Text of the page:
Natals Indians and SA War 1899-1902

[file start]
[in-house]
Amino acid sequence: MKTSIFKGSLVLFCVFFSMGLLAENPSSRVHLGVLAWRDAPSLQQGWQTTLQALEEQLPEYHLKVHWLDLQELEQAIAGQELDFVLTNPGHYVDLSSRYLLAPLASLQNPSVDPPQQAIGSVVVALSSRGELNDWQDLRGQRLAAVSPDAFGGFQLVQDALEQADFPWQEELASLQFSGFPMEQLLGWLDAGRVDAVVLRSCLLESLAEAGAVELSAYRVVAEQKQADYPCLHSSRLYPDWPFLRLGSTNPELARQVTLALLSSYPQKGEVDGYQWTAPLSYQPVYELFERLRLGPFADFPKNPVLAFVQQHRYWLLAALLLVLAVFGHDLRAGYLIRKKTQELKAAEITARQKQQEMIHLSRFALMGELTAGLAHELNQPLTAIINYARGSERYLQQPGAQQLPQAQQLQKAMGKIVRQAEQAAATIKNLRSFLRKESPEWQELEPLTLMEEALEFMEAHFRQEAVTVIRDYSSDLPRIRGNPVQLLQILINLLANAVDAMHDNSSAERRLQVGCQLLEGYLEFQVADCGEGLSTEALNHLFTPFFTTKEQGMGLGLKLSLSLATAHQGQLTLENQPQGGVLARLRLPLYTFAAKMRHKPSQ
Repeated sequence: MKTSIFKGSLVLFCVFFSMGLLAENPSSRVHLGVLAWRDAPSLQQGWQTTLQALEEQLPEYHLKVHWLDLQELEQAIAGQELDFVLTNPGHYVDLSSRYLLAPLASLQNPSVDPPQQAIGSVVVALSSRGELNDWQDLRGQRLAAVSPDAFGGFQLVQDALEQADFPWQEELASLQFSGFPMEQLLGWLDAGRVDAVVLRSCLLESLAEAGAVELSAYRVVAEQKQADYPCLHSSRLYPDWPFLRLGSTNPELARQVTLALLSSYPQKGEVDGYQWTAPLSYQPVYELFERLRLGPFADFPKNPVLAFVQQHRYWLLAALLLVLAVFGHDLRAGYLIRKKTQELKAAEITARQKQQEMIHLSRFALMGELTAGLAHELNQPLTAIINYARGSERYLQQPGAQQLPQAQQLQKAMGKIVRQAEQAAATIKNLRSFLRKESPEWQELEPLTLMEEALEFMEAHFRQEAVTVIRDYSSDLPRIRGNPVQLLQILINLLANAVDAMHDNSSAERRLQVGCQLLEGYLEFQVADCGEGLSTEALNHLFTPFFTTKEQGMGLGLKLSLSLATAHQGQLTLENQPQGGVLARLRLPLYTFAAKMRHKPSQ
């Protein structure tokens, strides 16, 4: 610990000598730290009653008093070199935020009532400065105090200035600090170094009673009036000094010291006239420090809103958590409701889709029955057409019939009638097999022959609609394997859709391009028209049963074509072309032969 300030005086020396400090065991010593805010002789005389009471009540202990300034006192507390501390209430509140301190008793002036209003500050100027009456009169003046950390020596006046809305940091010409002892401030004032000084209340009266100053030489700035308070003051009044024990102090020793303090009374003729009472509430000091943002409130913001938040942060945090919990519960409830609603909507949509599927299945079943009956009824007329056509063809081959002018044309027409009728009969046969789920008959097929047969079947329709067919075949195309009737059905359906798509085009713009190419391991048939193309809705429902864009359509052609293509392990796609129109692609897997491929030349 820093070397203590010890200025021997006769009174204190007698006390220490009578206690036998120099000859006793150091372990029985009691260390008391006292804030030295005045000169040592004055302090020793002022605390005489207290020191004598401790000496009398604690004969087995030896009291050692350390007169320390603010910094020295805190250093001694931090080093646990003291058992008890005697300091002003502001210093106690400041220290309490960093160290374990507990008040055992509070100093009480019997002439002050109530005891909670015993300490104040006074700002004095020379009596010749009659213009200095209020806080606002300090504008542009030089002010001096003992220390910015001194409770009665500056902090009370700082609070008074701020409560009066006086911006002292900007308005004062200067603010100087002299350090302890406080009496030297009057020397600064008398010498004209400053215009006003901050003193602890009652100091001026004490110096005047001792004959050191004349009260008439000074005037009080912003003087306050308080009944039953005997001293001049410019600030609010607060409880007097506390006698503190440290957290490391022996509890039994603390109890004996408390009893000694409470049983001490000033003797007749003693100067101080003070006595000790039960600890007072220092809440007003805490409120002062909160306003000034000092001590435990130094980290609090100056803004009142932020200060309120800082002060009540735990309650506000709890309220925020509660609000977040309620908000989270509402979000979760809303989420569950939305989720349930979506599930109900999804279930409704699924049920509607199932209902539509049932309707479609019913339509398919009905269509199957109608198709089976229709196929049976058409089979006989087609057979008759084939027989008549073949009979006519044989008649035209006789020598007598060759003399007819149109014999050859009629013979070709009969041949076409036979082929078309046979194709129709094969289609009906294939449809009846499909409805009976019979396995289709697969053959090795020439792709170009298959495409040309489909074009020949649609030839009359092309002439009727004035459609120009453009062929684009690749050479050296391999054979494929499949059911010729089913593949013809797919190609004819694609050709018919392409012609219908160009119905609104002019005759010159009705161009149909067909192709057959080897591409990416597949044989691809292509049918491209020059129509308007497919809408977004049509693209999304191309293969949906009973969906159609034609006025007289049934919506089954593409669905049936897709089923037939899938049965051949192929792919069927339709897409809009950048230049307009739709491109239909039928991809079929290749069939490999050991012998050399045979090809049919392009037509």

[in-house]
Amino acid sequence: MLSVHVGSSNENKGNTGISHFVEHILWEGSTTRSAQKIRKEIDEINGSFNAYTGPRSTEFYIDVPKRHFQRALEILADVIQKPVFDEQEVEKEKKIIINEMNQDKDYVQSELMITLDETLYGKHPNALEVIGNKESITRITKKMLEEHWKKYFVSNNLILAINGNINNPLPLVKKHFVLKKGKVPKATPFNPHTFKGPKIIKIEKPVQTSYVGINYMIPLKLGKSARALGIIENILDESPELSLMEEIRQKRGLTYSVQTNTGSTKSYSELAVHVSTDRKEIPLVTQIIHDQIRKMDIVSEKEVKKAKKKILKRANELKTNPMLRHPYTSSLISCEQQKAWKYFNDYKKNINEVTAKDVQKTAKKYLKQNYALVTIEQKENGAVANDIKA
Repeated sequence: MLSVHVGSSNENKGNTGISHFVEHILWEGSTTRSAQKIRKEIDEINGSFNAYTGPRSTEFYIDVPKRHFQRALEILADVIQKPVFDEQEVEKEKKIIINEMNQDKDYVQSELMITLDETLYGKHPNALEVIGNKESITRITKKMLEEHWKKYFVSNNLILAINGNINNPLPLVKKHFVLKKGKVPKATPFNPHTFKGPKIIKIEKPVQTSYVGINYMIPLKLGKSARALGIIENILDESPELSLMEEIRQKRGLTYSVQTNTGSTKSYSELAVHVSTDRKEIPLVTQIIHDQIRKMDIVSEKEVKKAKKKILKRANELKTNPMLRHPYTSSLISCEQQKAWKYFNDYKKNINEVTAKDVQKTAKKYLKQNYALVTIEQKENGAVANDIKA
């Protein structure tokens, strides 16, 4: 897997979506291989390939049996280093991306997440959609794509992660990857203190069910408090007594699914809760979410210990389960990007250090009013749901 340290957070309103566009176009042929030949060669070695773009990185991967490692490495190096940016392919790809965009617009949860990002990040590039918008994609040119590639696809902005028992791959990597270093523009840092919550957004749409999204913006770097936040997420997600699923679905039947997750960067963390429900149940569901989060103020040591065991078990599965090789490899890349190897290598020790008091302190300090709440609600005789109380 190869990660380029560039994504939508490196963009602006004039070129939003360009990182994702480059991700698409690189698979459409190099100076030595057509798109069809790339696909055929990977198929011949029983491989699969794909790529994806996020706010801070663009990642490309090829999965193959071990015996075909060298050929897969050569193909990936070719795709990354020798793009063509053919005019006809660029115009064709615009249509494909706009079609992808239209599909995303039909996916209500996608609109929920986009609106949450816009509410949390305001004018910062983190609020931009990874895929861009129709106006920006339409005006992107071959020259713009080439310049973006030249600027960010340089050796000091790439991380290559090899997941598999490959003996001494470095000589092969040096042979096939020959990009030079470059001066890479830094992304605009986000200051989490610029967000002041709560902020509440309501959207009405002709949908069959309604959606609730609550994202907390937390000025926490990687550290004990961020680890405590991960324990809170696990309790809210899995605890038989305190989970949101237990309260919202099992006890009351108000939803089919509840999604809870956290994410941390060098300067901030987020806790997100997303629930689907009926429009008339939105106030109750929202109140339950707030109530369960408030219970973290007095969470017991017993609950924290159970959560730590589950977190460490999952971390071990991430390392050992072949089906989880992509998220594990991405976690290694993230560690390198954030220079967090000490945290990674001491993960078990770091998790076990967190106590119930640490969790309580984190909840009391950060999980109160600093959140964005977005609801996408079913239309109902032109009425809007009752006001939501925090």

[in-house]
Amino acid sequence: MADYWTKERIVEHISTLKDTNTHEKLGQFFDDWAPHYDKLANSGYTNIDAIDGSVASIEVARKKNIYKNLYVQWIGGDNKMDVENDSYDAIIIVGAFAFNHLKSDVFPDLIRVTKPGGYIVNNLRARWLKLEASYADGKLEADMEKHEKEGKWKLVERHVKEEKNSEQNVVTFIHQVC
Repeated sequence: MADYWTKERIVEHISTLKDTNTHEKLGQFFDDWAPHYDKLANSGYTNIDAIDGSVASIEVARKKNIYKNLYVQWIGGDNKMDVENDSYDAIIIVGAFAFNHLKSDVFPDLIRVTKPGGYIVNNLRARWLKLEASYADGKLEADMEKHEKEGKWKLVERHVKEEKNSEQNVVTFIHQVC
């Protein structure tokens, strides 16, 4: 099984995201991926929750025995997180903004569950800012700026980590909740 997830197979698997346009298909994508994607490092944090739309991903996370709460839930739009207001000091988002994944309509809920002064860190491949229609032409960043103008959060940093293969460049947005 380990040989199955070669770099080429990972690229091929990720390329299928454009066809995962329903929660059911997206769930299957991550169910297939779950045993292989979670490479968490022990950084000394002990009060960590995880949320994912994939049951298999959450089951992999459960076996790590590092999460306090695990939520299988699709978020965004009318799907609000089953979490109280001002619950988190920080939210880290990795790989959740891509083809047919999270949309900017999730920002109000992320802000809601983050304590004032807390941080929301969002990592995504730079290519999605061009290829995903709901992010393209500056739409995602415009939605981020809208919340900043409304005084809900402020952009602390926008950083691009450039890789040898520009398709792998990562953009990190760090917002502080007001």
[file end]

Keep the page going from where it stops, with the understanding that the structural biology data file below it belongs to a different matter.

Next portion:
Until recently there was a virtual exclusion of Black peoples from histories of the South African War which began on 11 October 1899 when the South African Republic and the Orange Free State declared war on Great Britain. The traditional historiography has focused primarily on the actions and sufferings of the white protagonists, both Boer and British.1 This is not surprising given that the focus by early scholars was almost entirely on the struggle between Afrikaner nationalism and British imperialism in which the role of Blacks was seen as irrelevant. The war, however, impacted heavily on all South Africans. By focusing on Indians, a little-studied group, this micro-study will contribute to the process of providing a more complete picture of the war years. As far as Indians are concerned a number of questions are raised. Why did Indians, who were subject to oppression by English-speaking whites, volunteer on the side of Britain? In what active and non-combatant roles did Indians participate in the war? How were they affected in the theatres of war? What losses did they suffer? Where did Indian refugees flee to and who provided for them? What was the impact of the Indian role to the overall situation?